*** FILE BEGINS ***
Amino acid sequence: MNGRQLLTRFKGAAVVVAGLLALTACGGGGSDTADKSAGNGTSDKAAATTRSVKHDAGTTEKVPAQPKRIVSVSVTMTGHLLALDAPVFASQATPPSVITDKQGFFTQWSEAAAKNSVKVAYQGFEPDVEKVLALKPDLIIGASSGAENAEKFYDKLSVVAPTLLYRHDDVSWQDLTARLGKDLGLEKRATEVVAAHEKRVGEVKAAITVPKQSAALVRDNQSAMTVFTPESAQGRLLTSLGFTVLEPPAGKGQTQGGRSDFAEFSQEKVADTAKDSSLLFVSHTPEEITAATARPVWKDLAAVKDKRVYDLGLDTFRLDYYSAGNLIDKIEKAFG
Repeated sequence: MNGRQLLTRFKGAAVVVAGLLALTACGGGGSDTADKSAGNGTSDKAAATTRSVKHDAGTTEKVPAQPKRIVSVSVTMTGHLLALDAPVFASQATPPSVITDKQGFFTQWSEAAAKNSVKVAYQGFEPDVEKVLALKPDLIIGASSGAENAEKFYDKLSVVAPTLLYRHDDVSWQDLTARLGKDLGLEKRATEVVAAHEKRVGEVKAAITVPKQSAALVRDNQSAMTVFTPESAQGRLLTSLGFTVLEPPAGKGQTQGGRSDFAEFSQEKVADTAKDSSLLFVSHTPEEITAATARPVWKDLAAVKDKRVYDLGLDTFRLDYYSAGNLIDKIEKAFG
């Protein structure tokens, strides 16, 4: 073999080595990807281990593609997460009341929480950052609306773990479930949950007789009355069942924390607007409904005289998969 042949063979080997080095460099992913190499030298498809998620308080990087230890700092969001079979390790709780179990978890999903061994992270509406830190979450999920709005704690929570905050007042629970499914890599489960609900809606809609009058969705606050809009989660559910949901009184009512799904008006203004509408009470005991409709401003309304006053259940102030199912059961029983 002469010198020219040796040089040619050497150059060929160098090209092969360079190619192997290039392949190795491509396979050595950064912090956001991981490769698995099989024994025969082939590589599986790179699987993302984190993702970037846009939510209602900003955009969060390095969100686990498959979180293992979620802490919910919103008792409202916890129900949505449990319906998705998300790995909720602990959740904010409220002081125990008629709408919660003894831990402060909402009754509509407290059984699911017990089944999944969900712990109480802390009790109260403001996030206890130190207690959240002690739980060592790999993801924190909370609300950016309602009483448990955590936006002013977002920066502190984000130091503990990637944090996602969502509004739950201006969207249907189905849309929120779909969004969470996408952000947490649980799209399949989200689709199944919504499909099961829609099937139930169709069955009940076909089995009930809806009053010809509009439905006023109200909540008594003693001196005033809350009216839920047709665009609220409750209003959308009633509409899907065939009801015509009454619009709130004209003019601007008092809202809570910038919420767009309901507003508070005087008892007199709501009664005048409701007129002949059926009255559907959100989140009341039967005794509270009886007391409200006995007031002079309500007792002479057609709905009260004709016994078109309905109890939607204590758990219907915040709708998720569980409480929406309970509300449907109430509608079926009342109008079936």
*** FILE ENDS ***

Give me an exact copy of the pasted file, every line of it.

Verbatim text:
Amino acid sequence: MNGRQLLTRFKGAAVVVAGLLALTACGGGGSDTADKSAGNGTSDKAAATTRSVKHDAGTTEKVPAQPKRIVSVSVTMTGHLLALDAPVFASQATPPSVITDKQGFFTQWSEAAAKNSVKVAYQGFEPDVEKVLALKPDLIIGASSGAENAEKFYDKLSVVAPTLLYRHDDVSWQDLTARLGKDLGLEKRATEVVAAHEKRVGEVKAAITVPKQSAALVRDNQSAMTVFTPESAQGRLLTSLGFTVLEPPAGKGQTQGGRSDFAEFSQEKVADTAKDSSLLFVSHTPEEITAATARPVWKDLAAVKDKRVYDLGLDTFRLDYYSAGNLIDKIEKAFG
Repeated sequence: MNGRQLLTRFKGAAVVVAGLLALTACGGGGSDTADKSAGNGTSDKAAATTRSVKHDAGTTEKVPAQPKRIVSVSVTMTGHLLALDAPVFASQATPPSVITDKQGFFTQWSEAAAKNSVKVAYQGFEPDVEKVLALKPDLIIGASSGAENAEKFYDKLSVVAPTLLYRHDDVSWQDLTARLGKDLGLEKRATEVVAAHEKRVGEVKAAITVPKQSAALVRDNQSAMTVFTPESAQGRLLTSLGFTVLEPPAGKGQTQGGRSDFAEFSQEKVADTAKDSSLLFVSHTPEEITAATARPVWKDLAAVKDKRVYDLGLDTFRLDYYSAGNLIDKIEKAFG
């Protein structure tokens, strides 16, 4: 073999080595990807281990593609997460009341929480950052609306773990479930949950007789009355069942924390607007409904005289998969 042949063979080997080095460099992913190499030298498809998620308080990087230890700092969001079979390790709780179990978890999903061994992270509406830190979450999920709005704690929570905050007042629970499914890599489960609900809606809609009058969705606050809009989660559910949901009184009512799904008006203004509408009470005991409709401003309304006053259940102030199912059961029983 002469010198020219040796040089040619050497150059060929160098090209092969360079190619192997290039392949190795491509396979050595950064912090956001991981490769698995099989024994025969082939590589599986790179699987993302984190993702970037846009939510209602900003955009969060390095969100686990498959979180293992979620802490919910919103008792409202916890129900949505449990319906998705998300790995909720602990959740904010409220002081125990008629709408919660003894831990402060909402009754509509407290059984699911017990089944999944969900712990109480802390009790109260403001996030206890130190207690959240002690739980060592790999993801924190909370609300950016309602009483448990955590936006002013977002920066502190984000130091503990990637944090996602969502509004739950201006969207249907189905849309929120779909969004969470996408952000947490649980799209399949989200689709199944919504499909099961829609099937139930169709069955009940076909089995009930809806009053010809509009439905006023109200909540008594003693001196005033809350009216839920047709665009609220409750209003959308009633509409899907065939009801015509009454619009709130004209003019601007008092809202809570910038919420767009309901507003508070005087008892007199709501009664005048409701007129002949059926009255559907959100989140009341039967005794509270009886007391409200006995007031002079309500007792002479057609709905009260004709016994078109309905109890939607204590758990219907915040709708998720569980409480929406309970509300449907109430509608079926009342109008079936």